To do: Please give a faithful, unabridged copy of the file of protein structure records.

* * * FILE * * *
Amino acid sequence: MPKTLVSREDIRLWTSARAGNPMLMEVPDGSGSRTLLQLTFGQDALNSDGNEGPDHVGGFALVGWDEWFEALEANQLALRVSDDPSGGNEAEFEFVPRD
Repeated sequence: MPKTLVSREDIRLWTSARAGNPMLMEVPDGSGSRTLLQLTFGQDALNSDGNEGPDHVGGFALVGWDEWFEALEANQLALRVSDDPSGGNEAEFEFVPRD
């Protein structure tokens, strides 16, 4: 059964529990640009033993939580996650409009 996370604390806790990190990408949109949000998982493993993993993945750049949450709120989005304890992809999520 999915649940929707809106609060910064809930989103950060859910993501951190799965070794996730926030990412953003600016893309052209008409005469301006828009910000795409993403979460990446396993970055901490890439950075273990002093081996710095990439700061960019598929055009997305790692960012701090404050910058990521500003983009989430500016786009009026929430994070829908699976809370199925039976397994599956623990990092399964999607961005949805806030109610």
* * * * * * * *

Amino acid sequence: MPKTLVSREDIRLWTSARAGNPMLMEVPDGSGSRTLLQLTFGQDALNSDGNEGPDHVGGFALVGWDEWFEALEANQLALRVSDDPSGGNEAEFEFVPRD
Repeated sequence: MPKTLVSREDIRLWTSARAGNPMLMEVPDGSGSRTLLQLTFGQDALNSDGNEGPDHVGGFALVGWDEWFEALEANQLALRVSDDPSGGNEAEFEFVPRD
């Protein structure tokens, strides 16, 4: 059964529990640009033993939580996650409009 996370604390806790990190990408949109949000998982493993993993993945750049949450709120989005304890992809999520 999915649940929707809106609060910064809930989103950060859910993501951190799965070794996730926030990412953003600016893309052209008409005469301006828009910000795409993403979460990446396993970055901490890439950075273990002093081996710095990439700061960019598929055009997305790692960012701090404050910058990521500003983009989430500016786009009026929430994070829908699976809370199925039976397994599956623990990092399964999607961005949805806030109610």